Adjustable Rate Mortgages

Many people today are scared of ARMs, and with good reason.

When the housing bubble crashed a few years ago, a large part of it was due to subprime mortgage loans (mostly ARMs) adjusting.

Many borrowers were qualified on ARMs with enticing low rates, but those rates inevitably adjusted so high that borrowers quickly struggled to keep up with their much higher mortgage payments, and many were forced into foreclosure.

While lenders today are much more cautious about the borrowers they allow to finance with an ARM, if you opt for an ARM, you’ll continue to take a risk because it will adjust eventually.

Your only way out is to sell your home, refinance to a fixed rate down the road, or pay off your mortgage, none of which are guaranteed options. This makes a lot of borrowers leery or ARMs, and rightfully so.

ARMs are typically only advisable if you don’t plan on owning your home for a long period of time, but they’ll always remain risky. With rates continuing to fall in historic low patterns, an ARM isn’t a great choice for the majority of borrowers today.

Fixed Rate Mortgages

Fixed rate mortgages are the most common and safe choice for borrowers today. Once you give your loan officer the go ahead to lock in your rate on a fixed rate mortgage, that’s the rate you’ll have until your loan is paid off.

If you have a great low rate and never choose to refinance, you will always have the comfort of keeping the same principle and interest payment which allows you to plan your budget around that today, as well as 10 years down the road.

What’s the Best Mortgage Loan For You?

In short, if you have great credit and at minimum, a 3% down payment, a conventional mortgage will typically be your best option due to its low rates and affordable PMI.

If your credit isn’t top notch or you don’t have a sizable down payment for your home, determine if you’re eligible for a VA or USDA loan.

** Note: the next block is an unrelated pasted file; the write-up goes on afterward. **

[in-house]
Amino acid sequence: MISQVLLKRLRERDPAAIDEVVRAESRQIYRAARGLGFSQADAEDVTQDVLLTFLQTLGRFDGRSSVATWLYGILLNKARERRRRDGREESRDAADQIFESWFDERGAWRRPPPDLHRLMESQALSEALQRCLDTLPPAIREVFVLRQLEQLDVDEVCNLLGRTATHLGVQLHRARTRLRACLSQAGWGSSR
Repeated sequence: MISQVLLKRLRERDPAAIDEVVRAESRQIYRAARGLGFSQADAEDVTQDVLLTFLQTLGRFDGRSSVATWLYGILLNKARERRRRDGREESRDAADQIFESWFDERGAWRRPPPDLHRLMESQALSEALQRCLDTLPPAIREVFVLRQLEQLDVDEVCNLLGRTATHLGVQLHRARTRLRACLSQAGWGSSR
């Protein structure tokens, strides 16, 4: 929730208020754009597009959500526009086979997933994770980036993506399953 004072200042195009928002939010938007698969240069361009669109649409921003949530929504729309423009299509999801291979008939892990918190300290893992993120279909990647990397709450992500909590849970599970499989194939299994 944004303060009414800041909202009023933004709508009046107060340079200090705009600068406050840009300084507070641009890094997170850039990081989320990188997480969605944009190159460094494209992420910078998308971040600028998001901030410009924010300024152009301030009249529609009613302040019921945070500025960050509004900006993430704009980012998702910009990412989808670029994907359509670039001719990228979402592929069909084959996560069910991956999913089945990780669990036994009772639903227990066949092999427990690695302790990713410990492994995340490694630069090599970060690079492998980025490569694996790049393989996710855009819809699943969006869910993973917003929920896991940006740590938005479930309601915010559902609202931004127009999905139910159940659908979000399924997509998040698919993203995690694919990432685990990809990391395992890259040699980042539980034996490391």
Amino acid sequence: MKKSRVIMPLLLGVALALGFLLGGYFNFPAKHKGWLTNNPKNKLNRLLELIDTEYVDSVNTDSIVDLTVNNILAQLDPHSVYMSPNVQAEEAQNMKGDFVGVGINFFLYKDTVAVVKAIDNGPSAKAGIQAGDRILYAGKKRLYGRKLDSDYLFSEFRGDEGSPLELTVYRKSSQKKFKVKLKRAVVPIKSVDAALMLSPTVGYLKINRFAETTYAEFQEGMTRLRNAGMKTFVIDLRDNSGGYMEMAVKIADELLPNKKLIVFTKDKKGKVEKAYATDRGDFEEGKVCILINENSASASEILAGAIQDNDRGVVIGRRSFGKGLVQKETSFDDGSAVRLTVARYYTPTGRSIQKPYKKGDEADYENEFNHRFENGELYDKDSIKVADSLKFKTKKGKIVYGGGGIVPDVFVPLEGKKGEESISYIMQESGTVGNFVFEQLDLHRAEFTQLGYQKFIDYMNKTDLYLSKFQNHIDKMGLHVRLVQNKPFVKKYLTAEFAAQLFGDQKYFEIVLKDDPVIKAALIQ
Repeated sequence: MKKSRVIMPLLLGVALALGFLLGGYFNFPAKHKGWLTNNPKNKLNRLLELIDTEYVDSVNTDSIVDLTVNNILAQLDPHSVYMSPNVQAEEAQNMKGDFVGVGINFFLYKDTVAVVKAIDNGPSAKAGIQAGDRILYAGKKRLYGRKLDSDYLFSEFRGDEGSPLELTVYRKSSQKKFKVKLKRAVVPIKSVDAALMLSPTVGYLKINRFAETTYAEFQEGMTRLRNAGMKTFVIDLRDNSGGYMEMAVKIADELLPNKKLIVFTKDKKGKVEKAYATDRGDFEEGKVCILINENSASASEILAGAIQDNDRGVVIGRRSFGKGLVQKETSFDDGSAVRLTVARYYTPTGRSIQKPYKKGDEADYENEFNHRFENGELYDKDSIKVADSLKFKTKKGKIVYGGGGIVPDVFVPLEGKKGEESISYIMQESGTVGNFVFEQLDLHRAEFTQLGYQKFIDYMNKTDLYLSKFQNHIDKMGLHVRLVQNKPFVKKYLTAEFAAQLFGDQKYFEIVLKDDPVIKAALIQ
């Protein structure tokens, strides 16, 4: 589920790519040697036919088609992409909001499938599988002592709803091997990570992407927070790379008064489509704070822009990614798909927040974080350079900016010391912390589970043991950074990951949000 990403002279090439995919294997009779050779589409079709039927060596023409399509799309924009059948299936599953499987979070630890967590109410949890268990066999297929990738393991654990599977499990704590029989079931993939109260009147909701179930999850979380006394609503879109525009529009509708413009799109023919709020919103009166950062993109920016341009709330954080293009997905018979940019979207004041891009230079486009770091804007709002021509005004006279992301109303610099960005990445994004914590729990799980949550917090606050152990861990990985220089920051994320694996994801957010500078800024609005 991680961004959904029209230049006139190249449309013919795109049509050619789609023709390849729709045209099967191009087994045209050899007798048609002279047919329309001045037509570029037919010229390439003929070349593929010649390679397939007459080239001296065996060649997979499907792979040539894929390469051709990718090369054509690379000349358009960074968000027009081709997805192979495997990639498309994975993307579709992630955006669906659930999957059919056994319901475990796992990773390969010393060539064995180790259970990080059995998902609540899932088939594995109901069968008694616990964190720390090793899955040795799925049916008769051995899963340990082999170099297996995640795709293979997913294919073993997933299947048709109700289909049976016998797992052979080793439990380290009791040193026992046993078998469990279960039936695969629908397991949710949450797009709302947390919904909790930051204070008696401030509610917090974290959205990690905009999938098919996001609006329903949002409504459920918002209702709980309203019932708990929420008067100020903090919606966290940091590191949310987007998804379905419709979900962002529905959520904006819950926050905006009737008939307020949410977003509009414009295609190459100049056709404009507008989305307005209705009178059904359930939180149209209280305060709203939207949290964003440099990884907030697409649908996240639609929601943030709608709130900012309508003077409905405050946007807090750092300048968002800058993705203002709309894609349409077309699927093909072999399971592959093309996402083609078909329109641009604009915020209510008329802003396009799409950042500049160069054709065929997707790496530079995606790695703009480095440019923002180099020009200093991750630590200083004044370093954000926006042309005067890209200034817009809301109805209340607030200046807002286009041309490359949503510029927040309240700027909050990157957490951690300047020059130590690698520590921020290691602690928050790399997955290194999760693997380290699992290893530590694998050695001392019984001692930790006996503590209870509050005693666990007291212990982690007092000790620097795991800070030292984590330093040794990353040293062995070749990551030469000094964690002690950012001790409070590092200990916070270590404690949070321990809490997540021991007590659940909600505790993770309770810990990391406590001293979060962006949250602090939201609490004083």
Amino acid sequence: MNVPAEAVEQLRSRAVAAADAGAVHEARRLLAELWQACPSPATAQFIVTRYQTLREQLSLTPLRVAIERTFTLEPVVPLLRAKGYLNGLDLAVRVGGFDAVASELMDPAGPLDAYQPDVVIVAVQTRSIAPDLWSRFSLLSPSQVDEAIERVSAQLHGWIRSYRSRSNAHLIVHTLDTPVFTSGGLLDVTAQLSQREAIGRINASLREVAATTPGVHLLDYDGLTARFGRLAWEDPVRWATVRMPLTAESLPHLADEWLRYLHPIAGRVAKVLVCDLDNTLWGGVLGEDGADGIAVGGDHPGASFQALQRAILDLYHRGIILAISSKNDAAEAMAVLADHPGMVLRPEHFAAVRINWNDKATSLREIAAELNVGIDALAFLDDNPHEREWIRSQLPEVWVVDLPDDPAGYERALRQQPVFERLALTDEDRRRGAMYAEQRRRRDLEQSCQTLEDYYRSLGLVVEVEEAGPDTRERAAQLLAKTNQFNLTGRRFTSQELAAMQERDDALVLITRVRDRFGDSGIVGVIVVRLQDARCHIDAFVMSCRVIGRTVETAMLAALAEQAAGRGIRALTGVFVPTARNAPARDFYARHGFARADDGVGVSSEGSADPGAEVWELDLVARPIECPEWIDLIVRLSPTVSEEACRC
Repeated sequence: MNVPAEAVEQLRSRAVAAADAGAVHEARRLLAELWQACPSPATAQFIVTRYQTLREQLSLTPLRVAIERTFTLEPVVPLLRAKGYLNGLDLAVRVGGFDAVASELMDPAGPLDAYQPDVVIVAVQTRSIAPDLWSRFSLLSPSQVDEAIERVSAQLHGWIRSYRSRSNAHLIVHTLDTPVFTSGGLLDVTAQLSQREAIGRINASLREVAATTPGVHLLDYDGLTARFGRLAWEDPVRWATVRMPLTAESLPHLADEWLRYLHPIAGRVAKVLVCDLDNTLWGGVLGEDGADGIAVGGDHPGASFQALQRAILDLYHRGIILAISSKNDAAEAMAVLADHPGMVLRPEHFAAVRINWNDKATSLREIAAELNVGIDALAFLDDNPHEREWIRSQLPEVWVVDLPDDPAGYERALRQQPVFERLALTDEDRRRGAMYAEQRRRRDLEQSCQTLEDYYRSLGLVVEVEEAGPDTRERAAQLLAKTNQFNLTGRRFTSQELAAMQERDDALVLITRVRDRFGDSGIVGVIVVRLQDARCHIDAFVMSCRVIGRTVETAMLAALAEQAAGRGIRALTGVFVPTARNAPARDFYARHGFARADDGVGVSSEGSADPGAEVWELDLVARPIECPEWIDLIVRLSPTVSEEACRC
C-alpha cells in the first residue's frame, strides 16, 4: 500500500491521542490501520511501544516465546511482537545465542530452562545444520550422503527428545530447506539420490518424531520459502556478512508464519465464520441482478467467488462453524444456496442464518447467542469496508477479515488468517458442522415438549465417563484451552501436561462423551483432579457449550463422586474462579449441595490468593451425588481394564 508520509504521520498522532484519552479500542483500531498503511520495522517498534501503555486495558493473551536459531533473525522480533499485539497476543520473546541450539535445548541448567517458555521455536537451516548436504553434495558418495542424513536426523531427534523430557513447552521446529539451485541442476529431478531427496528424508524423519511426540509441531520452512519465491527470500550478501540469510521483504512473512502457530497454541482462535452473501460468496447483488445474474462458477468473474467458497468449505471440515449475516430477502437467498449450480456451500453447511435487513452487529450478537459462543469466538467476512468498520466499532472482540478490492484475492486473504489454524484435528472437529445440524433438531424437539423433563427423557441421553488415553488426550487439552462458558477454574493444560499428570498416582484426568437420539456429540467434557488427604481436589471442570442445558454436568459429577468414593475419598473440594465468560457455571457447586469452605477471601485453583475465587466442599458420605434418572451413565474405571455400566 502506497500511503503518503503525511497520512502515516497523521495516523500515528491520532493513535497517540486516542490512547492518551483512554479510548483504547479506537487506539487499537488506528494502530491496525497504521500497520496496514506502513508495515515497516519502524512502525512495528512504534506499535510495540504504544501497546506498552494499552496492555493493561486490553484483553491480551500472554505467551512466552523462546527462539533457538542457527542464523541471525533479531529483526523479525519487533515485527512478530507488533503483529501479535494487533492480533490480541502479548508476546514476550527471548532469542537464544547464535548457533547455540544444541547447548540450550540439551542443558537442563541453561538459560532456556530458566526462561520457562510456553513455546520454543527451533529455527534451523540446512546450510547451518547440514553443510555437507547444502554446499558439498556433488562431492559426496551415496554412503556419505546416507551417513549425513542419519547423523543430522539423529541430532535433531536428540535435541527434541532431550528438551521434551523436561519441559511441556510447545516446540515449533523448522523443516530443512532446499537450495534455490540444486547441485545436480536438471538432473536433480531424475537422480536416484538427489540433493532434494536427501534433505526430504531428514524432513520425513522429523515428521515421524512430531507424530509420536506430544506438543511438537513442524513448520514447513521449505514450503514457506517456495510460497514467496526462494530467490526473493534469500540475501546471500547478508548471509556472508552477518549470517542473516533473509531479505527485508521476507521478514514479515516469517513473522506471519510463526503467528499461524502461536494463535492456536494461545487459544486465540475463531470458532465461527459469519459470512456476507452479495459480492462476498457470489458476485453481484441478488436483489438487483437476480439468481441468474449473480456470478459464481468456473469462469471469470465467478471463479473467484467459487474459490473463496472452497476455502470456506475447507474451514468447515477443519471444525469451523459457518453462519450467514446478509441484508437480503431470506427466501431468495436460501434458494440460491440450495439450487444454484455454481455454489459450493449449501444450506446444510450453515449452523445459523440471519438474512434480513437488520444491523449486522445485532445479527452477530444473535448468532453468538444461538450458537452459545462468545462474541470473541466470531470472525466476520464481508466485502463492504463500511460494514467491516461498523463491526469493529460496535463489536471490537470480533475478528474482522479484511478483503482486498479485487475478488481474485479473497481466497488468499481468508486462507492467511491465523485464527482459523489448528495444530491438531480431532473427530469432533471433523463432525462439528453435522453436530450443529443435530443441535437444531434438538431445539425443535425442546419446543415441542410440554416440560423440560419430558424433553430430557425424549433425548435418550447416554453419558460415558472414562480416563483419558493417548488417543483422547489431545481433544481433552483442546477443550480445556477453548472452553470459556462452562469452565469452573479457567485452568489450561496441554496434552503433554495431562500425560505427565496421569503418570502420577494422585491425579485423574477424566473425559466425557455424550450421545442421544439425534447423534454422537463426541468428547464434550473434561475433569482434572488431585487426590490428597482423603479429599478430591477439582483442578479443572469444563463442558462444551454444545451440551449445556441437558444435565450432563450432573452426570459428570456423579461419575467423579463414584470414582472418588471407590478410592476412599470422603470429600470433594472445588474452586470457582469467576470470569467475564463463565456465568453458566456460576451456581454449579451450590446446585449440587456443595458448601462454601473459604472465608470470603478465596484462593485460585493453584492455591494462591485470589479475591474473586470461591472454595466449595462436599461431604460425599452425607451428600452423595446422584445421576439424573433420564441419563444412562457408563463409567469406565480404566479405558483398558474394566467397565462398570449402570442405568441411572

If none of those options work for you, try FHA as a last resort.

If you don’t qualify for any of these options, but still want to purchase a home, you may have to wait while you fix your credit or save for a down payment for a traditional financing.

In rare instances, you may be able to convince the sellers of the property you want a lease purchase option where you sign a contract to rent or lease the property for a year or two, after which time you would move forward with traditional financing for your home. This option allows borrowers to hold onto the house they want while working on their credit score or down payment. However, it’s not a guarantee for future traditional financing approval.

Once you determine which loan is best for you, make an appointment with a loan officer to get qualified and have your credit pulled. Your loan officer will know you’ve done your research when you walk in with the basic information about the type of loan you want. Once you get the go ahead from your loan officer, you can start looking for a Realtor, and that’s when the fun really begins.

Happy house hunting!